Foraging Thyme: The Dance from Ballerina to Chef
Little did I know that my life would take the turn from young ballerina to celebrity personal chef in NYC or later that I would end up as Executive Chef and partner in a meal delivery start up in Santa Barbara. And now, I get to write to you, the readers of the Montecito Journal, and chronicle the bounty that we have in our backyards.
My life journey started in Birmingham, Alabama. I was born into an eclectic foodie family. My mom is Jewish and my dad Sicilian, making food the epicenter of most every childhood memory. Ballet was my focus until the age of 18, when I realized that nourishing my body was something that I wished to learn more about. I loved feeding others but had a hard time allowing myself the pleasure of nourishing my own body. That changed when I did an apprenticeship for Frank Stitt, the James Beard award-winning Birmingham chef. Frank became my mentor and encouraged me to attend culinary school.
I attended Johnson & Wales University from 2000 to 2004. My alma mater believes in learning through life experiences, so I had the pleasure of working for a prestigious bed and breakfast in Charleston, South Carolina, the test kitchens of Cooking Light magazine, and graduating top of my class with a Bachelor of Science in Culinary Nutrition, while receiving the high award of Apprenti Cuisinier. I furthered my education with a dietetic internship at Emory University Hospitals, adding the title of Registered Dietitian to my name.
My move to New York City took me on my next adventure: celebrity personal chef. After 13 years in the city, I grew to have an A-list clientele including Lucy Liu, Christy Turlington, Ed Burns, Andrew Garfield, Rachel McAdams, Danny DeVito and Rhea Pearlman, Leslie Jones, and Demi Moore. During this time in NYC, I was afforded the honor of being a guest chef at the Hilton Head Health Institute and Stonewall Kitchen. I also embarked upon my career as a cookbook author, and I have just completed my tenth one. I adored my time in the city, but the West Coast was calling to me. I followed my intuition and moved to Santa Barbara at the end of 2017.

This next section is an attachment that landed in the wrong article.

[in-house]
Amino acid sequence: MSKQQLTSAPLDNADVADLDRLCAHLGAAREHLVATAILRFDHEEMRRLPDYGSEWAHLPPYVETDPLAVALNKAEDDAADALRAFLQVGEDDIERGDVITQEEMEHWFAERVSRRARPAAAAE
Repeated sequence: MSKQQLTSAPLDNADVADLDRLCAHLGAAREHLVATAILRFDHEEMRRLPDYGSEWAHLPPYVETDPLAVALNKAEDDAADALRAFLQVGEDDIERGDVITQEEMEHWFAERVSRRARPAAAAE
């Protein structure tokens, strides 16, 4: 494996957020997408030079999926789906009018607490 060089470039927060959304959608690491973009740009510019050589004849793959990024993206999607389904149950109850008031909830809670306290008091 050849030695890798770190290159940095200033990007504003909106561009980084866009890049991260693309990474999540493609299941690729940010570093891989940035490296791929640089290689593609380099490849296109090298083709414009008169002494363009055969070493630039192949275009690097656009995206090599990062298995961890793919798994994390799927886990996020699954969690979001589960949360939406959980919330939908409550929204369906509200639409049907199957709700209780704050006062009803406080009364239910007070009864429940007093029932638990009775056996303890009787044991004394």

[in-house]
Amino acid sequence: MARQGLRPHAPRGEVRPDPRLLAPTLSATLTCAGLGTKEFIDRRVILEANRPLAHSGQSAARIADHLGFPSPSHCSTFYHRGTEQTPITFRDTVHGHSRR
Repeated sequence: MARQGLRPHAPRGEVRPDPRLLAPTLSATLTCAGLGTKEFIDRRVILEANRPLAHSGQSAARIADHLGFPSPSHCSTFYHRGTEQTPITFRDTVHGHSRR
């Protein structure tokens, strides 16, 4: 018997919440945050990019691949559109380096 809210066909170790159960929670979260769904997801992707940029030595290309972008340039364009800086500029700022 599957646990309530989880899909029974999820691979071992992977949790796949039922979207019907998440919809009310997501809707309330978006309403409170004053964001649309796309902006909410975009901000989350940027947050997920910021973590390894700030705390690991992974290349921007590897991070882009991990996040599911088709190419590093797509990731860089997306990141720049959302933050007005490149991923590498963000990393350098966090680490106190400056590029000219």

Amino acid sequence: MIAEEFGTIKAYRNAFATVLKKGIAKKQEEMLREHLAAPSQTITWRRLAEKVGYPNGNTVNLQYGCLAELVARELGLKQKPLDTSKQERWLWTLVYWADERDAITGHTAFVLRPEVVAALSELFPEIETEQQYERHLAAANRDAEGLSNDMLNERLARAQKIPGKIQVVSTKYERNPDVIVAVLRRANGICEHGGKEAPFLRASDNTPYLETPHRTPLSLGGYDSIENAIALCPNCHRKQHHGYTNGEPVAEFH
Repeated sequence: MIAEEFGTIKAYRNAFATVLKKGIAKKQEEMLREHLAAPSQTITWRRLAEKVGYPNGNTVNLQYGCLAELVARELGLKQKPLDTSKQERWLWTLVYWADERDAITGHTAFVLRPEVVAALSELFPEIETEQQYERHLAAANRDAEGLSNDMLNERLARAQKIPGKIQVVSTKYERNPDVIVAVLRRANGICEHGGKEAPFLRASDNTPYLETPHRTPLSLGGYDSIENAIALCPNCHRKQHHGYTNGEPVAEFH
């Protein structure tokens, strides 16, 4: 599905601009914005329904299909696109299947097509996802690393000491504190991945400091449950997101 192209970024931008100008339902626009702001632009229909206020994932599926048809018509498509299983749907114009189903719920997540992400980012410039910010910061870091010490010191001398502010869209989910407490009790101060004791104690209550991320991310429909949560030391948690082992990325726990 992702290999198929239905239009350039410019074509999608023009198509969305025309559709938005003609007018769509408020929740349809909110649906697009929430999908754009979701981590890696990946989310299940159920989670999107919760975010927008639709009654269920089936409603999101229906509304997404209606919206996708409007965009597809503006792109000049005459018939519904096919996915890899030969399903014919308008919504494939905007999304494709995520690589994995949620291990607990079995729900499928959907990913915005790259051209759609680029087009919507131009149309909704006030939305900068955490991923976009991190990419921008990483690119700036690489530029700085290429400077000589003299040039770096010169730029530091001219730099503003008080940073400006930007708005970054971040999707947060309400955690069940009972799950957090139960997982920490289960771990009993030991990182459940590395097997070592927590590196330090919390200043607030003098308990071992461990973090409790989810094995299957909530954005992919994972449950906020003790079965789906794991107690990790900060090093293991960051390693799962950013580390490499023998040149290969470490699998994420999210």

Finding my center while in this magical town was a winding road, but one that has opened my heart to the most beautiful path imaginable. I am now a single mother to an utterly incredible daughter. I, along with my partners and incredible team, started a plant-based meal delivery service that nourishes the greater Santa Barbara area, Thymeless My Chef SB. This service allows me to reach and touch more lives with my food and passion for plant-based meals, all while utilizing the bounty of the Central Coast. I cannot wait to tell you about the fresh fruits and vegetables that I find in our local farmers’ markets, detail the health benefits of what I find, and give you a recipe to take home and create in your own kitchen. It is an honor to be here with you. Let’s get cooking!